Conventional fabrication of cemented tungsten carbide is effected by way of a liquid phase sintering process. To elaborate, tungsten carbide powder is typically mixed with cobalt powder binder material and fugitive binder such as paraffin wax, and formed into a desired shape. This shaped material is then subsequently heated to a temperature sufficient to remove the fugitive binder and then further heated to a temperature sufficient to melt the cobalt and effectively “sinter” the material. The resulting components may also be subjected to pressure, either during or after the sintering operation to achieve full densification. The sintered material comprises tungsten carbide particulates surrounded by a solidified cobalt phase.

As alluded to above, in conventional liquid phase sintered tungsten carbide materials, as with many materials, fracture toughness is generally inversely proportional to hardness, while wear resistance is generally directly proportional to hardness. Although improvements in the fracture toughness of cemented tungsten carbide materials have been made over time, this parameter is still a limiting factor in many industrial applications where the cemented tungsten carbide structures are subjected to high loads during use. The material properties of cemented tungsten carbide can be adjusted to a certain degree by controlling the amount of cobalt binder, the carbon content, and the tungsten carbide grain size distribution. However, the bulk of the advancements using these conventional metallurgical techniques have largely been realized. U.S. Pat. No. 5,880,382 to Fang et al. attempts to solve some of the limitations of conventional WC—Co materials but uses expensive double cemented carbides.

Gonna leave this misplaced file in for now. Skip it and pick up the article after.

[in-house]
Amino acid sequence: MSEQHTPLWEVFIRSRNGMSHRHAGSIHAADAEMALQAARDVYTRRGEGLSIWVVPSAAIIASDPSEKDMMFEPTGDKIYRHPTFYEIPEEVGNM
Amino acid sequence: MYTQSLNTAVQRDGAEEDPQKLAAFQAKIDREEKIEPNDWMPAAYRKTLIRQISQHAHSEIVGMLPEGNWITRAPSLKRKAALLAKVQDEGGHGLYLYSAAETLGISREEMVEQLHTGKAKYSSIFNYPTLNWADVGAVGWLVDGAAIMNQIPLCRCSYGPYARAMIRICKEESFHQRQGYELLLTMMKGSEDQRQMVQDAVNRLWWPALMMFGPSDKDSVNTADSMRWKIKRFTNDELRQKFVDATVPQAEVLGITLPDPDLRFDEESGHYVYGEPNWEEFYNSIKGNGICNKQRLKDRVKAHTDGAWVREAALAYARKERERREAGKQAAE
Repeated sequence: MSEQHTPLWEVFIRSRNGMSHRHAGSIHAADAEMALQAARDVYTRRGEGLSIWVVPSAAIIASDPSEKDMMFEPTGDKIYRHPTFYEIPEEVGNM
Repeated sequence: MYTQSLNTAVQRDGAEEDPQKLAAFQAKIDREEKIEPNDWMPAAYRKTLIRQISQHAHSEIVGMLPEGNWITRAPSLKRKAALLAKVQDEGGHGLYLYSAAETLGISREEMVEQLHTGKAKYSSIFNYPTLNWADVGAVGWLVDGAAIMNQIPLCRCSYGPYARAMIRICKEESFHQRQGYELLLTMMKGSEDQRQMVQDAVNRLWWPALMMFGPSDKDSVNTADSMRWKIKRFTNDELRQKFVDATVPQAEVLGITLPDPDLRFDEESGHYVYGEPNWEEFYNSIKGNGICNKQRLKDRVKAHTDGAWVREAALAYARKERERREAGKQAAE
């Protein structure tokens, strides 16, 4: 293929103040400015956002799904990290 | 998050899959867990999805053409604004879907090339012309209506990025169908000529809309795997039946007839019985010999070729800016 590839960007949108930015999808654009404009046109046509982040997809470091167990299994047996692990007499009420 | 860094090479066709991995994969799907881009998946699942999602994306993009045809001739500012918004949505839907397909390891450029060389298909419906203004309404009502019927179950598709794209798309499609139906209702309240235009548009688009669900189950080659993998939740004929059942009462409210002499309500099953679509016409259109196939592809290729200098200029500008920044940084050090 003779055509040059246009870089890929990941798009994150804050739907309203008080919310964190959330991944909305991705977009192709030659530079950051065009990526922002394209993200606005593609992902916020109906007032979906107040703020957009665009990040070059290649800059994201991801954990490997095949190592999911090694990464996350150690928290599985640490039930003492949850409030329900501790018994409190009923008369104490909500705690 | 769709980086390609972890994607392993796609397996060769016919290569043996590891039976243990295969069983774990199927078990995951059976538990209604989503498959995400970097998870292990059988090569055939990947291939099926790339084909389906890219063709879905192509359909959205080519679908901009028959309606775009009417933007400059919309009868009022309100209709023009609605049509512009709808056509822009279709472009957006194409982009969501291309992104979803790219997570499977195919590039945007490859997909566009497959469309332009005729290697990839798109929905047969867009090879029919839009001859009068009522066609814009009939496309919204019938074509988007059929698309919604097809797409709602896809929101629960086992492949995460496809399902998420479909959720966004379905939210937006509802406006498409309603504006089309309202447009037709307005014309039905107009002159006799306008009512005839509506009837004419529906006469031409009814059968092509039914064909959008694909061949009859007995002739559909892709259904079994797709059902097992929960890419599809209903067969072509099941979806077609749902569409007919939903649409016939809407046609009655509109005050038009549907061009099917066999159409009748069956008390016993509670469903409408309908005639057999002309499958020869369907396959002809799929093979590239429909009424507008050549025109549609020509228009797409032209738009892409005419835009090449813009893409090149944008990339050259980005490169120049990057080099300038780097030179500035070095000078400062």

Another drawback to conventional cemented-tungsten carbide materials is the limitation of using cobalt as the binder. About forty-five percent of the world's primary cobalt production is located in politically unstable regions, rendering supplies unreliable and requiring manufacturers to stockpile the material against potential shortfalls. Also, about fifteen percent of the world's annual primary cobalt market is used in the manufacture of cemented tungsten carbide materials. A large percentage of the cobalt supply is used in the production of superalloys used in aircraft engines, a relatively price-insensitive application which maintains fairly robust levels of cobalt prices. These factors contribute to the high cost of cobalt and its erratic price fluctuations.

Cobalt has also been implicated as a contributor to heat checking when used as inserts in rolling cutter bits as well as in tungsten carbide substrates for cutters or cutting elements using superabrasive tables, commonly termed polycrystalline diamond compact (PDC) cutters. Heat checking, or thermal fatigue, is a phenomenon where the cemented tungsten carbide in either application rubs a formation, usually resulting in significant wear, and the development of fractures on the worn surface. It is currently believed that thermal cycling caused by frictional heating of the cemented tungsten carbide as it comes in contact with the formation, combined with rapid cooling as the drilling fluid contacts the tungsten carbide, may cause or aggravate the tendency toward heat checking. The large difference in coefficient of thermal expansion (CTE) between the cobalt binder and the tungsten carbide phase is thought to substantially contribute to heat checking fracture. Another disadvantage of conventional WC—Co materials is that they are not heat treatable and cannot be surface case hardened in such a manner that is possible with many steels.